Craters of the Moon

Craters of the Moon

Props to the National Park Service for keeping it Müller-Brockmann 4 Life, but damn do these things stand out on a rack of brochures in a Visitors’ Center. Every other one is like “HAHA GET IT THE LETTERS ARE MADE OF ROPE BECAUSE THIS IS IDAHO AND THERE IS SAGEBRUSH HERE LIKE A COWBOY”, then this chill customer is all “I don’t even care if you see the craters of the moon. They should make a park just for me, the brochure.”

I like these so much that I am starting to feel bad for shitting Massimo Vignelli’s stupid subway map so much. Psyche.

%s1 / %s2

On the Subject of Labyrinths

On the Subject of Labyrinths

The 2nd floor of Holmes Castle.

The ground floor of the Castle contained Holmes’ own relocated drugstore and various shops, while the upper two floors contained his personal office and a maze of over one hundred windowless rooms with doorways opening to brick walls, oddly angled hallways, stairways to nowhere, doors openable only from the outside, and a host of other strange and labyrinthine constructions. Holmes repeatedly changed builders during the construction of the Castle so only he fully understood the design of the house he had created, thus decreasing the chance of being reported to the police.

RAM 2/9

RAM 2/9

Edward Zajec, RAM 2/9, 1969

( via translab)

Zajec/ComPlot

Zajec/ComPlot

Edward Zajec, RAM 13, 1969
Computer: IBM 7044
Printer: CalComp Plotter 563

Zajec writes of the evolution of his work in Artist and the Computer:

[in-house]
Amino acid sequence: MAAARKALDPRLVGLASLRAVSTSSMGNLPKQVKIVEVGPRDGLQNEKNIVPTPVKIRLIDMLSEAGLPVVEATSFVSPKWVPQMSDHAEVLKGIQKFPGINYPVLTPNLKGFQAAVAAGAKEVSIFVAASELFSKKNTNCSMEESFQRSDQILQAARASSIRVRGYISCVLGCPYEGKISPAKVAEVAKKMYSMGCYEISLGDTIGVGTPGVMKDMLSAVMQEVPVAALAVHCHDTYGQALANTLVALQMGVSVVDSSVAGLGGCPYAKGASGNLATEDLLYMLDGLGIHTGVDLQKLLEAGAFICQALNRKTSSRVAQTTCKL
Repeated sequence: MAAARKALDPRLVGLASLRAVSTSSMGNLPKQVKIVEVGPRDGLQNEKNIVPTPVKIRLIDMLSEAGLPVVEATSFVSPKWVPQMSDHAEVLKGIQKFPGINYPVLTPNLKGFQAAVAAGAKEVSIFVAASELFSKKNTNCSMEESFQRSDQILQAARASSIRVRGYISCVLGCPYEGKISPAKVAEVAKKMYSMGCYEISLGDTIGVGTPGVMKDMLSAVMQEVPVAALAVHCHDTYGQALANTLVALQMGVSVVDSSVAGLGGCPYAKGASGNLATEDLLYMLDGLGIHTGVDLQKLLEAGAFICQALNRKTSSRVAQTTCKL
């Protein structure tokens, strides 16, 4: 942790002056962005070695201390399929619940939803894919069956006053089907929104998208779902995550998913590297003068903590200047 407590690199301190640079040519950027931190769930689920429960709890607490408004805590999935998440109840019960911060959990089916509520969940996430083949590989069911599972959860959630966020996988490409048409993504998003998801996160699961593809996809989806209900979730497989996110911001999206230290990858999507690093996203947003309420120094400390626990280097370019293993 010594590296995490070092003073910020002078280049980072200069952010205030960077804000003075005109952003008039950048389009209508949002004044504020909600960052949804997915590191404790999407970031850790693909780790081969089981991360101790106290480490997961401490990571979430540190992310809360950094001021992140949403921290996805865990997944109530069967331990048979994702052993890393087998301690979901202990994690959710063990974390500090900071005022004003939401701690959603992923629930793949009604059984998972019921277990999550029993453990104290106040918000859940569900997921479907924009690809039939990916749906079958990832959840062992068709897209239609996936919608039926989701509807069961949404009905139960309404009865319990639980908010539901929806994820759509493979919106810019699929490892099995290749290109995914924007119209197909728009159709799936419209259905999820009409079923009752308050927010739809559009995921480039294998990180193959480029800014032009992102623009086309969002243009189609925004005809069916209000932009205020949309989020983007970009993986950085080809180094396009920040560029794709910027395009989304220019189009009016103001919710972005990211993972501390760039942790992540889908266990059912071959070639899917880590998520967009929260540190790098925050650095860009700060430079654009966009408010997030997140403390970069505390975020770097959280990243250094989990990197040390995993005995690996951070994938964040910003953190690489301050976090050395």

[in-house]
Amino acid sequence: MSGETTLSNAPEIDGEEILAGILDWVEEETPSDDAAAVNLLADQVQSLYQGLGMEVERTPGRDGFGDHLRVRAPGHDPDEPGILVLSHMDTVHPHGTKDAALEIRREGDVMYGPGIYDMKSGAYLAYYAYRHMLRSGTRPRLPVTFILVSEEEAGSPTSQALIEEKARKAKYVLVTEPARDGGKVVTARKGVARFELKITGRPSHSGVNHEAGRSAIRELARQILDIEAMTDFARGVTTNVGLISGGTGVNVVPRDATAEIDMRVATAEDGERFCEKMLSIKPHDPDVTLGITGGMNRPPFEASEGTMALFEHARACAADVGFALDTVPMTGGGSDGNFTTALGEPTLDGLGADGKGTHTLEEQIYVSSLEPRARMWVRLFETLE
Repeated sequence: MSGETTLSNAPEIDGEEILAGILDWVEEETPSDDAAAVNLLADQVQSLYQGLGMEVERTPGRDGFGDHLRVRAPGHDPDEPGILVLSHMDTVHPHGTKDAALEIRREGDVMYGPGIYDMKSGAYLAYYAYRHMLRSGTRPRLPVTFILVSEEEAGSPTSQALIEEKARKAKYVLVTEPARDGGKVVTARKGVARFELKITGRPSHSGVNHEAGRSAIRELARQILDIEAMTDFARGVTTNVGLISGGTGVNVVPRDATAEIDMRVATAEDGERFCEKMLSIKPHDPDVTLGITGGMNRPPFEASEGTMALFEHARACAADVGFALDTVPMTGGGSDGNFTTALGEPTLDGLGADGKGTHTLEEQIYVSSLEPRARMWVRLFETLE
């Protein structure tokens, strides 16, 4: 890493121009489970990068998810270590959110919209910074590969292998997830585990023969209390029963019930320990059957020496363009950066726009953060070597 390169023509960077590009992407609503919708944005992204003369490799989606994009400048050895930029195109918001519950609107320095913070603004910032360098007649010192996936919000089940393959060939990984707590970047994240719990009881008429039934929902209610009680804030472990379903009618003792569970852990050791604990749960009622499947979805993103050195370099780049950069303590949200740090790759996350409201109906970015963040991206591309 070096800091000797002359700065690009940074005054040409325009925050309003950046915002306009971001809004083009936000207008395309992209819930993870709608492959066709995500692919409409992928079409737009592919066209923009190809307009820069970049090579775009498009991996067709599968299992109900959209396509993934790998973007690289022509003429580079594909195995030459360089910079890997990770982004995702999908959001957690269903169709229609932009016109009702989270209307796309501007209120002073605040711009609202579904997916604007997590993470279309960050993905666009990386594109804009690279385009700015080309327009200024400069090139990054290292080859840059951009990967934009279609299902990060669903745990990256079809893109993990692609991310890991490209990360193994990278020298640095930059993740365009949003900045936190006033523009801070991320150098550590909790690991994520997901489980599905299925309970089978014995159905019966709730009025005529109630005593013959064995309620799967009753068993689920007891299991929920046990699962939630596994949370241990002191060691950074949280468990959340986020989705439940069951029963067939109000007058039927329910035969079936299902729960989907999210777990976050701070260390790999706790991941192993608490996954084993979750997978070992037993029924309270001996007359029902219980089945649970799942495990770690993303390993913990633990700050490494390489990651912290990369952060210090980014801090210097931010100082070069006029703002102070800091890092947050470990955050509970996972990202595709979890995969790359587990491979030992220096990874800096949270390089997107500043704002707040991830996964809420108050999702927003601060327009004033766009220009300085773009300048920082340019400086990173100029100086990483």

At first I designed programs in which, given a basic repertoire of signs and a set of combinatory rules, the qualitative value of each possible combination depended on a predetermined balance between probability and chance. Later, I tried to extend the autonomy of the programs by developing systems which could produce a number of different combinatory strategies. This was achieved by introducing a determinant tendency which kept referring to a few basic criteria for guidance and qualitative feedback.

Self Correcting Labyrinths and Virtual Journeys

Self Correcting Labyrinths and Virtual Journeys

Been awhile since BLDGBLOG showed up here, and this has been on my mind for the last month or so.

McElhinney went on to build his own full-scale “switching labyrinth” near London’s Euston Station. Participants in this experiment “animated” McElhinney’s switching labyrinth by way of “a stepper motor and slide mechanism” that, together, were “able to periodically shift, ‘switching’ openings to offer alternative entrance and exit paths.”

After watching all this unfold, McElhinney suggested that further research along these lines could help to reveal architectural moments at which there is an “emergence of labyrinthine, or familiar, spatialities within an unknown or changing maze framework.”

The labyrinthine caverns of Zork and the non-visual structure of Infocom games are mentioned, and I would love to see a visualization comparing human traversals of real-world maze-like spaces and navigations of those same spaces using virtual interfaces– both text-based and those rendered with state of the art first-person-shooter engines.

( via bldgblog)